In March, we wrote about the challenges self-isolation and social-distancing presented to the legalities of signing a will, in particular the requirement that a will is signed in the presence of at least two witnesses. We suggested a technological solution available in the form of electronic signatures for the testator and the two witnesses being present via a video meeting.
The Ministry of Justice has now announced that the Government is introducing legislation to temporarily allow people to use video-conferencing technology for the witnessing of wills by extending the definition of ‘presence’ of those making and witnessing wills to include a virtual presence. The amendment in and of itself sounds promising, however, as a wet signature is still required and the witnesses will still have to sign the same document, the practical challenges and health risks remain. If someone at risk is shielding and cannot attend an in-person signing, does it really help them if they instead need to go to the Post Office?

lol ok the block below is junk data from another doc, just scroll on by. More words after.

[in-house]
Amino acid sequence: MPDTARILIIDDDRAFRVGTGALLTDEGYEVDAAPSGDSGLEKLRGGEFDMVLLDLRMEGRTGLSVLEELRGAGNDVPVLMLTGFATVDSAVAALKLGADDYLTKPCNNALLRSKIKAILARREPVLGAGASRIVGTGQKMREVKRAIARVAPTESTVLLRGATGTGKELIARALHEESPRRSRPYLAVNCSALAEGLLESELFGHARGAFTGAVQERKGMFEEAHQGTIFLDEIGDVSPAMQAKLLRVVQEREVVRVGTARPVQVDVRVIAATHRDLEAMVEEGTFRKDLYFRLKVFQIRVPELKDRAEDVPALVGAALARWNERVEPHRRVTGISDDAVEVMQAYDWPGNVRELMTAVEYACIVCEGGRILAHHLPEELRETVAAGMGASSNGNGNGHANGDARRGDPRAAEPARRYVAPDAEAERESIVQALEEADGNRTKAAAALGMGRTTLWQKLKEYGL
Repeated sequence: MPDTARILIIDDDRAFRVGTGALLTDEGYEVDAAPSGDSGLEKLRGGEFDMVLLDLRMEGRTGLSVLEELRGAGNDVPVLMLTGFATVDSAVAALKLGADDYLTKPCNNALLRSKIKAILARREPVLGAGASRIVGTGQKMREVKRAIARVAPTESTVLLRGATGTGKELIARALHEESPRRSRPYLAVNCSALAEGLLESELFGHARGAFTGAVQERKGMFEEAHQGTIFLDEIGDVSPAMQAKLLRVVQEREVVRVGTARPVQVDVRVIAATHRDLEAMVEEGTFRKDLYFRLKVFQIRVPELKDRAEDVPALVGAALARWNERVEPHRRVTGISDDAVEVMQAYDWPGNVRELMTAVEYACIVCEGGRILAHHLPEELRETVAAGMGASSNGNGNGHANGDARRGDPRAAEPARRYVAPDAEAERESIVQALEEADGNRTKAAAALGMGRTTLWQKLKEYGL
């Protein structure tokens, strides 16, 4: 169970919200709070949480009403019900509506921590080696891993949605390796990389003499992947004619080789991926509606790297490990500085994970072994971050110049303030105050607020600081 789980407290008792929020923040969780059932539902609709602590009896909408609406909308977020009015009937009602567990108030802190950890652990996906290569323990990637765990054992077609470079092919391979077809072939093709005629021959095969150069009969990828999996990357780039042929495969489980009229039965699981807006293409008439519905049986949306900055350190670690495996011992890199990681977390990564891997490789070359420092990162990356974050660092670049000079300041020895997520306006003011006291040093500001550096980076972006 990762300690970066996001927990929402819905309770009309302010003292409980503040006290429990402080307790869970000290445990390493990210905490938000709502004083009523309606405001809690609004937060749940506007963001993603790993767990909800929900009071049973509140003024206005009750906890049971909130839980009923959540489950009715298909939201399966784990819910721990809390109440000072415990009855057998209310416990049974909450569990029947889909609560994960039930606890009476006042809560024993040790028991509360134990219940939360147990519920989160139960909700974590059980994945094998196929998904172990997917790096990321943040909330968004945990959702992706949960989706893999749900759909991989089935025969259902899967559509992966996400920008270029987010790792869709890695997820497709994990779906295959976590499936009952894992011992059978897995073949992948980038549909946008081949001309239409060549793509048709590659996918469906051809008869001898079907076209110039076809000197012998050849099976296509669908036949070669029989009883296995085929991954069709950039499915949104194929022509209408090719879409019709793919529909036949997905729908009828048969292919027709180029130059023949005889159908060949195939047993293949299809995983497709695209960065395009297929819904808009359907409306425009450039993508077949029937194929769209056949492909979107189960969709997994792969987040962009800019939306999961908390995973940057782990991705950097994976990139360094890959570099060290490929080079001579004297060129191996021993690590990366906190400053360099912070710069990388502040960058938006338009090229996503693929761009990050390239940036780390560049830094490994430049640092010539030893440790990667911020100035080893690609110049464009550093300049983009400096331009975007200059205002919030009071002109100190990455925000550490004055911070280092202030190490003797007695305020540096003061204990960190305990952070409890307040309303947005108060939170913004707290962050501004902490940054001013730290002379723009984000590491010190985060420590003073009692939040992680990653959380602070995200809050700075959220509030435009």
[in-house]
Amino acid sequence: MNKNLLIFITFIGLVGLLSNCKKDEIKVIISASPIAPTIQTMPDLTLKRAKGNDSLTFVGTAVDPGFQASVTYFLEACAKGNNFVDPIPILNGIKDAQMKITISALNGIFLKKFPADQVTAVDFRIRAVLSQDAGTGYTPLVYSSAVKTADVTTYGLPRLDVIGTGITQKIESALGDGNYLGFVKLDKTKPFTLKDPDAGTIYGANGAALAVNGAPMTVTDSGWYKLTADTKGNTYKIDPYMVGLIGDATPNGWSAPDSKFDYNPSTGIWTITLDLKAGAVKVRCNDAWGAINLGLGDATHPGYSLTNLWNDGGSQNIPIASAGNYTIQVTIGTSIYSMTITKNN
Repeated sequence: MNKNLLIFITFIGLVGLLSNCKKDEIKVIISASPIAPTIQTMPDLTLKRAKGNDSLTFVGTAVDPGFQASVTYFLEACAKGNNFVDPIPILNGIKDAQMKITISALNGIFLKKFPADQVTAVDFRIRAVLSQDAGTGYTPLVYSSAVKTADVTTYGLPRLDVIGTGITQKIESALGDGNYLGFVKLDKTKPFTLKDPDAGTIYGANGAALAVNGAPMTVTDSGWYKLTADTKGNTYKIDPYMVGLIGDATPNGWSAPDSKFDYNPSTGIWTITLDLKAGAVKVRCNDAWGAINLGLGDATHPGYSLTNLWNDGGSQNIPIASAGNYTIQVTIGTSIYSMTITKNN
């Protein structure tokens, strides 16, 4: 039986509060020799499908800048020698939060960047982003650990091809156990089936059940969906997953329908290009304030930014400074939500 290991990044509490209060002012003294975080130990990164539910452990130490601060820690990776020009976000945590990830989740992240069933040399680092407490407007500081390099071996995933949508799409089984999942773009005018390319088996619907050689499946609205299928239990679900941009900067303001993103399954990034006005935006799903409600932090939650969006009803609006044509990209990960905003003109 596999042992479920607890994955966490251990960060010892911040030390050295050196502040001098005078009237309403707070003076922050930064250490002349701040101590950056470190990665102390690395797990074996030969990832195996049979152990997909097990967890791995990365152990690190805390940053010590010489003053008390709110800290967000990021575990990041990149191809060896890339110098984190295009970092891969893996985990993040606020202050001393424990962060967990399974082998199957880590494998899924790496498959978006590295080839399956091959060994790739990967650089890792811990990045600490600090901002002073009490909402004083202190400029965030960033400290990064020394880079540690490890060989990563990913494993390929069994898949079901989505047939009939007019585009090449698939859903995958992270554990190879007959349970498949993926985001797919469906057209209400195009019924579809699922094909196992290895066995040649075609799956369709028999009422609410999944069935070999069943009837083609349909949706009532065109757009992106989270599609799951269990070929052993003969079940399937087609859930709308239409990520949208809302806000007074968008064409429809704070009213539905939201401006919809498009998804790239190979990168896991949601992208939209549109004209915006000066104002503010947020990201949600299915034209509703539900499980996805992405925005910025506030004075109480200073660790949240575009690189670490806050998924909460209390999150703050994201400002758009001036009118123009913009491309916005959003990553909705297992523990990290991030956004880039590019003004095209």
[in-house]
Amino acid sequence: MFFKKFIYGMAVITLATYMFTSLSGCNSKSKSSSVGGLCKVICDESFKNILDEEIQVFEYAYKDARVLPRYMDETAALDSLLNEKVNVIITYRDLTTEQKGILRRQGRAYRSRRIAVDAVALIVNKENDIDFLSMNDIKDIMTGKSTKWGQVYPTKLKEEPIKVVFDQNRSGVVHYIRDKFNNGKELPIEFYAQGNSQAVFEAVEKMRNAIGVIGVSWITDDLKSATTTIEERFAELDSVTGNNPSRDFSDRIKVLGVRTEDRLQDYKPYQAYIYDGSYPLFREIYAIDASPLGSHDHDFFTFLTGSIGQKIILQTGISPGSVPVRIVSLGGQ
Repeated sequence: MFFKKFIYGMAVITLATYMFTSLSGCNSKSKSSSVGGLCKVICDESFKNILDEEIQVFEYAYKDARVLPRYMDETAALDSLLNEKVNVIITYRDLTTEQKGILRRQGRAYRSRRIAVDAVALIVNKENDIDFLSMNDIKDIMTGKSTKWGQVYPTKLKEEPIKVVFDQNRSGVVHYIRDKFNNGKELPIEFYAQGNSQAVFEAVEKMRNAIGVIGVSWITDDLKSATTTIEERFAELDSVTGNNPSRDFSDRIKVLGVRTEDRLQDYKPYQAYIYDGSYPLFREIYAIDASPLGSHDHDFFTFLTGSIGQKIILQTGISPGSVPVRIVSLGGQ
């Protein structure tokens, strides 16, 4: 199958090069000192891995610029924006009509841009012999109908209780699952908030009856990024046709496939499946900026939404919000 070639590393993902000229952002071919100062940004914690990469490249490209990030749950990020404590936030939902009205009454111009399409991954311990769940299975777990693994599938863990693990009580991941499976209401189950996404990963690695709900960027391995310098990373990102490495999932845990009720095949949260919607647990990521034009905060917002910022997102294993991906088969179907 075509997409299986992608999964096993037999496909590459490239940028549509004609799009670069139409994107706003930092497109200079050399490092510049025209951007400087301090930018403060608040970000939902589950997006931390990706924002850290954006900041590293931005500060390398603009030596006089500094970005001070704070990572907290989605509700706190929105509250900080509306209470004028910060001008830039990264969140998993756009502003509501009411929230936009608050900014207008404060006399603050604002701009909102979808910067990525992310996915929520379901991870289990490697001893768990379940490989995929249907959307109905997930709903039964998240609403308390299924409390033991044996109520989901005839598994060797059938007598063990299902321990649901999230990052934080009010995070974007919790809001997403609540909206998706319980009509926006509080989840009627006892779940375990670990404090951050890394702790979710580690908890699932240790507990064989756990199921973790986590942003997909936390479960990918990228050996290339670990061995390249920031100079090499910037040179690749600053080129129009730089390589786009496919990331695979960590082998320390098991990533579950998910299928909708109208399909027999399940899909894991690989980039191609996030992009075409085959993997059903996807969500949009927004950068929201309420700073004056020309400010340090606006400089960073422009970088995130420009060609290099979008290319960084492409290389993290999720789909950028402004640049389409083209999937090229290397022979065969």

The Government guidance outlines a 5 stage signing and witnessing process that makes it possible for a person to sign a will in the presence of two witnesses by way of a two or three way video-link. Following the initial video-conference, the will document must be taken to the two witnesses (ideally within 24 hours) who must then sign the same will document by way of a further video conference. Not only does the act of sending the will document seem contradictory to the goal of protecting people shielding or self-isolating but there are additional risks associated with the built-in delay of the will physically moving between the testator and witnesses – that the testator may die during the period of delay, of the will becoming lost, getting damaged and potentially the risk of fomite transmission of COVID-19 as the document passes between households.
The decision not to allow electronic signatures, even on a temporary basis, offers no real solution for those shielding and self-isolating. The Law Commission has been reviewing the legislation in relation to wills since July 2017 and while we are told that they will be considering the possibility of electronic wills sometime in the future, the legislation remains largely as it did in 1837. The legislation needs to be modernised to take into account societal and technological changes, now more than ever.